It’s fairly easy to see why so many people gripe about estate taxes. Essentially, the children that would inherit this home would be hard pressed to come up with 700k to 1.1 million in cash to pay taxes on this home. Keep in mind that this was originally a 500k home purchased and kept for 20 years; it isn’t a 3 million dollar home right now!

People buying homes on the east coast and west coast are going to get royally screwed in 20 years or so and it won’t be too amazing to see people extract the equity in their homes and blow the cash. Who the hell would want to pay all that money in taxes?

It would seem to me that the best thing to do is to extract as much home equity, take the cash, buy tax free bonds, write off the loan interest on your taxes and never sell your home or pay off your mortgage.

The spam has gotten so bad on my blog that I’m now forced to start blocking a huge range of addresses.   What is irritating is that spam never actually makes it to the point where people read it (or spammers benefit) but I do have a great deal to clean up.

I did some research and much of my spam is coming from Chicago via a company called FDC Servers.net.  Here is the WHOIS record:

OrgName:    FDC Servers.net, LLC 
OrgID:      FDCSE
Address:    141 West Jackson Blvd, Suite 1135
City:       Chicago
StateProv:  IL
PostalCode: 60604
Country:    US

ReferralServer: rwhois://rwhois.fdcservers.net:4321

NetRange:   67.159.0.0 - 67.159.63.255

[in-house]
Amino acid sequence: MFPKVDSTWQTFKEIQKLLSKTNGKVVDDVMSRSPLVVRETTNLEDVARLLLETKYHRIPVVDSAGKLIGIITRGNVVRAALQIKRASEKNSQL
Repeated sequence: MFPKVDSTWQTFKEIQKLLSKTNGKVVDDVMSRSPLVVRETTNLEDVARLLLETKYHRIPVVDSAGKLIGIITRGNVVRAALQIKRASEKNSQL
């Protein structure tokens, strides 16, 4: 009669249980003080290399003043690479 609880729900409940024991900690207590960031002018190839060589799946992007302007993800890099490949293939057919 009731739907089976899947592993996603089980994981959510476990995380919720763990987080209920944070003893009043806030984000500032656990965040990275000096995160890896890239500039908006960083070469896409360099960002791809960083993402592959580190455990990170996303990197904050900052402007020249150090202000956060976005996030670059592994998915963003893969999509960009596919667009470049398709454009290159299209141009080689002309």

CIDR:       67.159.0.0/18 
NetName:    FDCSERVERS
NetHandle:  NET-67-159-0-0-1
Parent:     NET-67-0-0-0-0
NetType:    Direct Allocation
NameServer: NS3.FDCSERVERS.NET
NameServer: NS4.FDCSERVERS.NET
Comment:    
RegDate:    2004-10-12
Updated:    2006-12-27

OrgAbuseHandle: ABUSE438-ARIN
OrgAbuseName:   ABUSE department 
OrgAbusePhone:  +1-312-913-9304
OrgAbuseEmail:  *****@fdcservers.net

OrgNOCHandle: NOC1402-ARIN
OrgNOCName:   Network Operations Center 
OrgNOCPhone:  +1-312-913-9304
OrgNOCEmail:  *******@fdcservers.net

OrgTechHandle: PKR5-ARIN
OrgTechName:   Kral, Petr 
OrgTechPhone:  +1-630-729-0228
OrgTechEmail:  *****@fdcservers.net

If you’re in Chicago and can’t reach this blog then I’m sorry but I waste too much time cleaning up your spam Chicago.

In case your curious how to block spammers to your blog, there is a file called .htaccess which resides in the web directory of your site.   Editing this file with the following lines will block specific IP addresses:

order allow,deny

deny from 67.59.0.0  (this will block the entire 67.59.x.x range)

allow from all

That’s pretty much it.  This will block everything coming in from those IPs and in my case, spam.

Alright, I said I liquidated all my positions and I did but it was simply too tempting to let $500 slip by and not pick it up.  With options expiry this Friday, I decided to do one more ETF Covered Call this year to rake in $500.00.  If I get called on Friday, I’ll earn another $250 and if I don’t I’ll ride it out with the volitility.

I picked up 500 shares of SSO (double leveraged S&P 500) and sold slightly out of money calls for about $475.00.   This represents about 1.2% return in under 4 days so we’ll see what happens on Friday.